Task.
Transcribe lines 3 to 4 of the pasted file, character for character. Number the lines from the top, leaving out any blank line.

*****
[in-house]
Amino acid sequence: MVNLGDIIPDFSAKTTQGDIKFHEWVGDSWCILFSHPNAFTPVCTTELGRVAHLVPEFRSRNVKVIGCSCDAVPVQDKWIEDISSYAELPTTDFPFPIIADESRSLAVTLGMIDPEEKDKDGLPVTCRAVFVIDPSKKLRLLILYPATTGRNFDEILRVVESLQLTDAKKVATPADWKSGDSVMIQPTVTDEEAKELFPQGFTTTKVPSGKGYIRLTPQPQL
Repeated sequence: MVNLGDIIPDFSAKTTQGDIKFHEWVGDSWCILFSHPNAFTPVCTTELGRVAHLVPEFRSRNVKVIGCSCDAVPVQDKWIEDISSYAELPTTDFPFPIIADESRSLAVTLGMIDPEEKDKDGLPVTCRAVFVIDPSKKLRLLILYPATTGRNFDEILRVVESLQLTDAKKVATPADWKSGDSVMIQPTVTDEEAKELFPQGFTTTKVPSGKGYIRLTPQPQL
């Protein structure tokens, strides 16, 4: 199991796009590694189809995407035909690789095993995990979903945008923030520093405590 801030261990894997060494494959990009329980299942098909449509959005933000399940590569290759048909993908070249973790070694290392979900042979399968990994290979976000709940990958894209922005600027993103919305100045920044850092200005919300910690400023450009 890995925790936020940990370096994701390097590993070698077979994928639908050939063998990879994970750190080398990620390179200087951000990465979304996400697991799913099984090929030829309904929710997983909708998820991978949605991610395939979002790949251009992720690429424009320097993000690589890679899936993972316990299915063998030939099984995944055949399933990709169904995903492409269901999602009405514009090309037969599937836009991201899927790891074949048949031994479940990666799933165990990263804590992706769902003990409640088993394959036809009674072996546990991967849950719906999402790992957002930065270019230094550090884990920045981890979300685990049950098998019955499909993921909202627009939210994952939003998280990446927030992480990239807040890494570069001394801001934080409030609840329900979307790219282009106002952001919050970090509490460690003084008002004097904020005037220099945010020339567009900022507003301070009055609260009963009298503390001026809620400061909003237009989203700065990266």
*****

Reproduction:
Repeated sequence: MVNLGDIIPDFSAKTTQGDIKFHEWVGDSWCILFSHPNAFTPVCTTELGRVAHLVPEFRSRNVKVIGCSCDAVPVQDKWIEDISSYAELPTTDFPFPIIADESRSLAVTLGMIDPEEKDKDGLPVTCRAVFVIDPSKKLRLLILYPATTGRNFDEILRVVESLQLTDAKKVATPADWKSGDSVMIQPTVTDEEAKELFPQGFTTTKVPSGKGYIRLTPQPQL
């Protein structure tokens, strides 16, 4: 199991796009590694189809995407035909690789095993995990979903945008923030520093405590 801030261990894997060494494959990009329980299942098909449509959005933000399940590569290759048909993908070249973790070694290392979900042979399968990994290979976000709940990958894209922005600027993103919305100045920044850092200005919300910690400023450009 890995925790936020940990370096994701390097590993070698077979994928639908050939063998990879994970750190080398990620390179200087951000990465979304996400697991799913099984090929030829309904929710997983909708998820991978949605991610395939979002790949251009992720690429424009320097993000690589890679899936993972316990299915063998030939099984995944055949399933990709169904995903492409269901999602009405514009090309037969599937836009991201899927790891074949048949031994479940990666799933165990990263804590992706769902003990409640088993394959036809009674072996546990991967849950719906999402790992957002930065270019230094550090884990920045981890979300685990049950098998019955499909993921909202627009939210994952939003998280990446927030992480990239807040890494570069001394801001934080409030609840329900979307790219282009106002952001919050970090509490460690003084008002004097904020005037220099945010020339567009900022507003301070009055609260009963009298503390001026809620400061909003237009989203700065990266």